No one could ever accuse Eric Schofield of lacking imagination in his cruising choices — as this expanding series based on his ticket collection has proved. Time and again he has devised itineraries that not only demonstrate his adventurousness, but also show his flair for interpreting timetables. In the latest of his adventures, taking us back to the late 1960s, he invites us to join him on what he summarises as two ‘Early Starts for Evening Circle Cruises’.
Of the tickets pictured below, the Singles for the downriver runs from Glasgow Bridge Wharf to Gourock on 8 July 1966 and 26 July 1968 were used exactly for that purpose, but that does not tell the whole story.
On both occasions I was having week-long Clyde excursion holidays utilising the Area No. 8 Runabout Ticket, one of which is depicted. The Runabout Tickets covered both rail journeys to/from the coast and freedom to sail on almost all Clyde steamer services with the express exclusion — as listed on the reverse of the tickets — of sailings by MV Countess of Breadalbane, sailings on Loch Lomond, sailings on MacBraynes’ Gourock-Ardrishaig service and, more pertinently, on ‘direct sailings to or from Glasgow Bridge Wharf’ (were there ever any ‘indirect sailings’?).
I was obliged therefore to obtain single tickets in respect of my river journeys between Glasgow and Gourock. On both occasions my intention was to do what was advertised as the Friday ‘Evening Circle Cruise’ from Glasgow to Largs by steamer, and train home.
This did not mean that I hung around Glasgow all day until the 1620 departure time. I had discovered from past experience that, despite not being listed on the face of the Runabout Ticket, it was accepted on Duchess of Hamilton’s Friday cruise to Ayr Harbour.
Ayr Station was not listed as one of the Clyde Coast railheads, but I reckoned that travelling back by rail from Ayr to Glasgow might qualify for the return portion of my ticket. In essence I got two circular excursions on each of these days, working out as follows:-
Friday 8 July 1966
With St Enoch Station having closed just 12 days before, I travelled for the first time from Glasgow Central to Ardrossan Winton Pier Station, crossing to Brodick on board Glen Sannox, 1020-1100. After disgorging cars and passengers, the ferry moved out from the pier to allow Duchess of Hamilton to berth, and I duly boarded for the 1155 trip across to Ayr.
Disembarking at the North Wall in Ayr, which was the usual berth at that time, I walked up to Ayr Station for the train back to Glasgow, still with ample time to get down to Bridge Wharf and join Waverley at 1620 for the return leg of her Up River Cruise. As usual there was a variety of shipping to catch the eye as we sailed downriver, including the tug Flying Spray passing Fairfield’s shipyard, Queen Mary II off Port Glasgow and MacBraynes’ Loch Carron near Gourock.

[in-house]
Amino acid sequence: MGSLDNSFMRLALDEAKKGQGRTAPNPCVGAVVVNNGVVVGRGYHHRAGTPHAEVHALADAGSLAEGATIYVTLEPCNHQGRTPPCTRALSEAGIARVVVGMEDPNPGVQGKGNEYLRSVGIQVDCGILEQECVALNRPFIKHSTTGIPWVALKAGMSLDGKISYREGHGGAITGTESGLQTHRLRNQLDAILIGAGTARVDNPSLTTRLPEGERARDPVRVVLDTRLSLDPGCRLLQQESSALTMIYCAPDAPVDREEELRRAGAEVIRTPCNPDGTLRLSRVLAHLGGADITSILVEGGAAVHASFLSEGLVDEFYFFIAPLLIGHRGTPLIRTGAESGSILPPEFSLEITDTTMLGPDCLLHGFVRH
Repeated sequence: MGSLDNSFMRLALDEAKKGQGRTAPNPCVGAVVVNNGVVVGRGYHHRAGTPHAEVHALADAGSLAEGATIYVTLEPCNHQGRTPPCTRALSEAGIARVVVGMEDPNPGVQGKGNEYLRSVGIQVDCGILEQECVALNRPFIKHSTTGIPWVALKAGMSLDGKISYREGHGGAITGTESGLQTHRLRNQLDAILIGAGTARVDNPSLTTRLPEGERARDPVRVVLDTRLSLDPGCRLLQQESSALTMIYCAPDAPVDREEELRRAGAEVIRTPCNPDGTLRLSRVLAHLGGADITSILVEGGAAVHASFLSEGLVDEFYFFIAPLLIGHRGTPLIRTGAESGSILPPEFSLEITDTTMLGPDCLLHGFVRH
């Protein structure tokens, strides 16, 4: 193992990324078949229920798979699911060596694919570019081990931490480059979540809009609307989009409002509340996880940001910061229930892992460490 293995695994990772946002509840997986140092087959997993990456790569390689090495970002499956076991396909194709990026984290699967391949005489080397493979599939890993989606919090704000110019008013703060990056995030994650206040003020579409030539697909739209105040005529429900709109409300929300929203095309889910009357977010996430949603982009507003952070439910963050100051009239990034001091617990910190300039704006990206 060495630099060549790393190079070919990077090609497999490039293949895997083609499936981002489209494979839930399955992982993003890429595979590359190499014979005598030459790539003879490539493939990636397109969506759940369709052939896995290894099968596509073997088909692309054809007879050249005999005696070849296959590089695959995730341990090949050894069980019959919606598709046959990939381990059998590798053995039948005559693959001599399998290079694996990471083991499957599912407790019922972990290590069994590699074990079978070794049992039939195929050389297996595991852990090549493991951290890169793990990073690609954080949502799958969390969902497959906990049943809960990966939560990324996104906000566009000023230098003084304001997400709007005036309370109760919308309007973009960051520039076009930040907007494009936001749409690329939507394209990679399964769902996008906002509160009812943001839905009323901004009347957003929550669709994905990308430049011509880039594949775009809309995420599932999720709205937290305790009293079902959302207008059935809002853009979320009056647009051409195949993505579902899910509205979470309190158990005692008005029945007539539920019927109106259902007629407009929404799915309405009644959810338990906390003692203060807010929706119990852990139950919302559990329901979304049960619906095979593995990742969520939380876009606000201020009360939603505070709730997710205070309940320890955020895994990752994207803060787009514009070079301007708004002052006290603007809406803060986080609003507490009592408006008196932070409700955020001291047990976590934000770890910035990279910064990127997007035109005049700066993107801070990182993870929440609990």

As we headed down the Cowal Coast from Dunoon to Rothesay, Duchess of Hamilton passed on her homeward journey. At Largs, before hurrying to the station to catch my train, I watched Waverley head off light for Craigendoran. In typical West of Scotland fashion, the sun broke through the day’s heavy cloud cover.
Friday 26 July 1968
My day began with the 0840 train from Glasgow, with Wemyss Bay my starting pier on this occasion. Duchess of Hamilton arrived at 0930 — and there, passing down firth behind her, was Caledonia on her way to Largs to position herself for the Up-River Cruise: later that day she would be my Evening Circle Cruise vessel from Glasgow.
The ‘Hamilton’ soon sped off via Rothesay, Largs, Millport Keppel and Brodick to Ayr. As berthing at Ayr was now at the South Wall I was in a good position to photograph the Duchess going astern out of the harbour, for which two crewmen were deployed to operate the large wheel that controlled the bow rudder.
By the time I had taken the train from Ayr to Glasgow, the coastal sunshine was replaced by high cloud cover, and Caledonia was already loading up at Bridge Wharf for her 1620 departure for Gourock, Dunoon, Rothesay and Largs.
Caught on camera on my downriver journey on this occasion were the Glasgow sludge boat Shieldhall passing the Newshot Island marker, Renfrew Ferry at Yoker, Erskine Ferry at Erskine, Queen Mary II off Greenock, Maid of Ashton leaving Dunoon, and a lively picture of Maid of Bute on one of her evening cruises from Rothesay with, in the background, Maid of Cumbrae heading for the pier.
High, hazy cloud was beginning to dissipate the strength of the evening sun as Caledonia headed away from Largs on her light run back to Craigendoran. It had been another most enjoyable double circle excursion day, completed with my train journey from Largs to Glasgow.
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Published on 8 March 2021